Sunday, April 18, 2010

Pepper: Leave a pepper, take a pepper

Except for the hail and winter temperatures on Saturday morning, this weekend was absolutely beautiful. The sun was shining, the birds were chirping, the mosquitoes were biting, and I got a bunch of gardening done.

One of the big things I had to do was decide what to do with the bell pepper plants. As I mentioned a while back, I have two plants. One is a green pepper and was really cheap. The other is a red bell pepper from Del Monte. The planter they are in takes up a lot of space, and if these plants aren't going to be productive I can't justify them sticking around.

First, I took a good look at the red bell pepper. It has been nothing more than a stick since last autumn, and it didn't seem to show any signs of life. I pushed some of the soil off of the roots and found that most of the root was dried out and brittle. There was some root fibers that were still alive, but the majority of the plant was clearly dead. I uprooted the entire thing and tossed it into the mulching pit.

Next, I looked again at the green bell pepper. This plant has had the same leaves since last autumn, and also seems lifeless. However there were a couple hopeful signs.

The first positive sign was newly formed nodules and leaflets along the stem. These surely a dead plant wouldn't produce such things. I took some pictures. You can even make out what seems to be a flower forming along with the leaves.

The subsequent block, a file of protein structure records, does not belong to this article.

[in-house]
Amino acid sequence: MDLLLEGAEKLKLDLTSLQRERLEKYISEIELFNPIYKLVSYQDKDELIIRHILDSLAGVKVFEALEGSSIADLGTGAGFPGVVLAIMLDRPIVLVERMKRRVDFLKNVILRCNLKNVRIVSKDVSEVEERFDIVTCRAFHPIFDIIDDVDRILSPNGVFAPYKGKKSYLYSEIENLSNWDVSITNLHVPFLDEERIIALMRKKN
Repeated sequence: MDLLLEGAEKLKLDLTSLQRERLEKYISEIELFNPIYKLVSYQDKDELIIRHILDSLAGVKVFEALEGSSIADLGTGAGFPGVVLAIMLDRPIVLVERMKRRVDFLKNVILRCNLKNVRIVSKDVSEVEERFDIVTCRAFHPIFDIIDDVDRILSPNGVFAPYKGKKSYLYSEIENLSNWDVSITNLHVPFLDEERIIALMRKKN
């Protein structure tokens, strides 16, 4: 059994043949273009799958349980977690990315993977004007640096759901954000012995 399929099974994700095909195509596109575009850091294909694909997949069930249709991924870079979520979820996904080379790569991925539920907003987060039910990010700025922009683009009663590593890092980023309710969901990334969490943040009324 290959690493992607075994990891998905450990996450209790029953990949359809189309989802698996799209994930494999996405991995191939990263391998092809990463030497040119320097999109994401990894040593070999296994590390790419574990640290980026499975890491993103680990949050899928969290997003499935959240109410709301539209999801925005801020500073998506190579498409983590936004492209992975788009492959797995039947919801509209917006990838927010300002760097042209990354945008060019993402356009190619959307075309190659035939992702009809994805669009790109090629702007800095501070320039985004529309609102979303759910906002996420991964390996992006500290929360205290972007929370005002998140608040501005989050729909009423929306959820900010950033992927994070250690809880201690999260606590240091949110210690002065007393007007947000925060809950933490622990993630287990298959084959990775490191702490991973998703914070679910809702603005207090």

The picture is grotesque, but it's just an extreme closeup of the nodules.

The other positive sign was a green stem. The top of the plant was broken off in a wind storm and it ended up looking like a dried out stick. I took some shears to it and snipped off the ragged end and found that the inside of the stem was green and moist. Clearly, the plant was still absorbing water, and that also bodes well for the plant's health.

Since peppers are generally a summer vegetable, there is still a lot of time for this plant to recover and grow. I'm going to keep my eye on it.

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